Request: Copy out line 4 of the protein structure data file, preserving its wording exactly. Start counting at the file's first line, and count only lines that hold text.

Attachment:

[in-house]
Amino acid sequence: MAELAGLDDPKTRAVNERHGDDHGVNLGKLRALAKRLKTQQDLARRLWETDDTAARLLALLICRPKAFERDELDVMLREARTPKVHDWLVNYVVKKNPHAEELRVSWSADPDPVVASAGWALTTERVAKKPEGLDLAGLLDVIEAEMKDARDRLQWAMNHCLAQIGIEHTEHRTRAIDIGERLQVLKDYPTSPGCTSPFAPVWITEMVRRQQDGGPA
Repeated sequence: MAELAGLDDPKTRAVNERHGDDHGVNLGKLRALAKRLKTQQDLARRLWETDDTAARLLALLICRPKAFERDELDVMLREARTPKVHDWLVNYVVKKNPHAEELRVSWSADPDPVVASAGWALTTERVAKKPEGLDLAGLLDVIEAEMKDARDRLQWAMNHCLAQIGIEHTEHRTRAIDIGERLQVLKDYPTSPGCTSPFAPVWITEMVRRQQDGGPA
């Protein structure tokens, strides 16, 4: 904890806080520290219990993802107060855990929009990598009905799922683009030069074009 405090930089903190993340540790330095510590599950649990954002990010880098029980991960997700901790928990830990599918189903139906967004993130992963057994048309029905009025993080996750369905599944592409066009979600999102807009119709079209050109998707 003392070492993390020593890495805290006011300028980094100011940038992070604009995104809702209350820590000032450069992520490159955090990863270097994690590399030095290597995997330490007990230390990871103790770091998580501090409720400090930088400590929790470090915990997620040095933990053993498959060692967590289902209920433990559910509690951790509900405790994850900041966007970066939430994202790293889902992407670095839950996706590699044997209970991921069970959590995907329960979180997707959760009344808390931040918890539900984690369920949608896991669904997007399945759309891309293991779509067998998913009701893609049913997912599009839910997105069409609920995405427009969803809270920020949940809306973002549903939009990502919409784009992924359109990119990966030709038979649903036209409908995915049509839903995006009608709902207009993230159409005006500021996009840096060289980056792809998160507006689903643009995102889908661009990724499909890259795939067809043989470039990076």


């Protein structure tokens, strides 16, 4: 904890806080520290219990993802107060855990929009990598009905799922683009030069074009 405090930089903190993340540790330095510590599950649990954002990010880098029980991960997700901790928990830990599918189903139906967004993130992963057994048309029905009025993080996750369905599944592409066009979600999102807009119709079209050109998707 003392070492993390020593890495805290006011300028980094100011940038992070604009995104809702209350820590000032450069992520490159955090990863270097994690590399030095290597995997330490007990230390990871103790770091998580501090409720400090930088400590929790470090915990997620040095933990053993498959060692967590289902209920433990559910509690951790509900405790994850900041966007970066939430994202790293889902992407670095839950996706590699044997209970991921069970959590995907329960979180997707959760009344808390931040918890539900984690369920949608896991669904997007399945759309891309293991779509067998998913009701893609049913997912599009839910997105069409609920995405427009969803809270920020949940809306973002549903939009990502919409784009992924359109990119990966030709038979649903036209409908995915049509839903995006009608709902207009993230159409005006500021996009840096060289980056792809998160507006689903643009995102889908661009990724499909890259795939067809043989470039990076």